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MBIFL 2023: Celebrating the word, visual & performance

By Giridhar Khasnis

One of the most significant literary festivals of the country - Mathrubhumi International Festival of Letters – concluded recently at the Kanakakkunnu Palace, Thiruvananthapuram, Kerala. Curated by novelist and journalist Sabin Iqbal, the four day festival (Feb 2-5, 2023) sought to present new ideas and perspectives through literature, art and culture, politics, technology, science, gender and so on. The event hosted a series of stimulating sessions conducted by national and international writers, thinkers, musicians, visual artists and performers. 

The star attraction of the festival was without doubt, Abdulrazak Gurnah (born 1948/Tanzania), winner of the 2021 Nobel Prize for Literature. His resonant talk on ‘Shadows of History, Lights of the Future’ (which was also the theme of the festival) emphasised the importance of understanding history and, consequently, the fate of individuals and communities in times of conflict and struggle. “History is a nightmare, a tragic narrative, a continuous study of small moments… Literature tells us what we know and also tells us what we don’t know… Even when there are unlimited catastrophies, we also know that there is a receptive audience dealing with them (migrants, displaced and suffering masses) showing great humanity, kindness and hospitality.”

Nobel Laureate novelist Abdulrazak Gurnah

Another star was Shehan Karunatilaka (born 1975/Sri Lanka), winner of 2022 Booker Prize for his  novel ‘The Seven Moons of Maali Almeida. Mixing serious thought with ready wit, Karunatilaka spoke of his long and patient journey in writing and publishing which culminated with the Booker Prize. “I got the news that I was longlisted for the Booker Prize at the time when Sri Lanka was reeling under political instability.  There were long queues for food, gas and petrol… In the evening, my wife returned home with petrol. A few friends also came by and I broke the news (about Booker). But to my dismay, my wife getting petrol was celebrated more than the Booker Prize longlisting!”

 Booker Prize winning novelist Shehan Karunatilaka

While Gurnah and Karunatilaka rightfully hogged the limelight, other stalwarts were not to be missed. Amitav Ghosh, the Jnanpith awardee meditated upon issues like climate change, loss of bio-diversity, and thoughtless weaponisation; he wished writers had a larger role in a world where languages, cultural practices and diversities were fast vanishing. He also recalled his collaboration with Pakistan-born American painter Salman Toor for his book ‘Jungle Nama: A Story of the Sunderban’.

In yet another packed session, Mateo García Elizondo, the 36-year-old writer from Mexico, confessed that it was both a blessing and burden to be the grandson of Nobel Prize winning novelist Gabriel García Márquez.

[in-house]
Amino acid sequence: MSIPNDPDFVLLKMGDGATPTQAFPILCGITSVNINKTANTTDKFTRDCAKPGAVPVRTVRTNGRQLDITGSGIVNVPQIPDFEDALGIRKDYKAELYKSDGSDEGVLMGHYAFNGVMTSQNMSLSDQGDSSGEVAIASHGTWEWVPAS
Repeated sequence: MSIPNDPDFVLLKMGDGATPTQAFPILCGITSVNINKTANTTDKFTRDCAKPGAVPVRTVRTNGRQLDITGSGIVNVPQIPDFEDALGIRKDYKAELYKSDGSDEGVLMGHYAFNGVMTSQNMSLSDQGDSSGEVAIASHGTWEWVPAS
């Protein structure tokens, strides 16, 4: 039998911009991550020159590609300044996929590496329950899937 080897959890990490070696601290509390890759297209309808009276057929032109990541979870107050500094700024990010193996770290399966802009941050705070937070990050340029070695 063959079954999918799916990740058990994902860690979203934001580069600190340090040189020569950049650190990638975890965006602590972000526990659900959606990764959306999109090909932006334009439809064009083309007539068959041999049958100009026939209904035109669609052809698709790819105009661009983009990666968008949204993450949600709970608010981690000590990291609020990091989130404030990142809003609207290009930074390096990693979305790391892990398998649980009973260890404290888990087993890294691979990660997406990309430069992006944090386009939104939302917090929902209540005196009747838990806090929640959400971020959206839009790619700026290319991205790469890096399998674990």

There were two Sudhas: Social worker and Padma Shri awardee Sudha Varghese who has been working tirelessly with the Musahars, a Mahadalit community of Bihar (and whose session was appropriately titled Touching People);  and writer and Padma Bhushan awardee Sudha Murthy (who rendered her ‘Words of wisdom’ and ‘Lights of future’.)

An artist at work at MBIFL 2023

Other speakers included politician-writer Shashi Tharoor, poet K. Sachidanandan, activist-writer Aakar Patel, writer-academic Purushottam Agrawal, spymaster and former IB and RAW officer A.S. Dulat, politician Sitaram Yechury, former Army officer and defence expert Pravin Sawhney … to name a few. There was also a huge contingent of writers, poets, historians and critics from different parts of the world who regaled the audience by sharing their works, readings and experiences.

It was interesting to see that the festival offered dedicated spaces for visual artists (KA corner), dancers, musicians, and other performers. Well known names in the field of visual arts, dance, music, theatre and cinema participated in well-attended sessions. They included artist-curator Krishnamachari Bose, actor Kabir Bedi, singer Bombay Jayashri, singer-activist T.M. Krishna,  actor Prakash Raj, and others.

A session in progress at MBIFL 2023

Senior caricature artist and holder of the Limca Book of Records Sajjivve Balakrishnan was one among the several artists tirelessly entertaining visitors by drawing their images on notepad. The senior Income Tax Officer also delivered a talk on his journey into cartooning and his wide ranging experiences. There was free portrait and caricature demonstrations by several young artists which attracted considerable attention.

With 20+ performances, 200+ sessions, 300+ speakers and countless visitors, the festival was a celebratory success. Dr Peggy Mohan who won the ‘Mathrubhumi Book of The Year’ award for her book ‘Wanderers, Kings and Merchants,’ is, incidentally, a trained artist in oil painting and cartoon animation.

Photographs: Giridhar Khasnis

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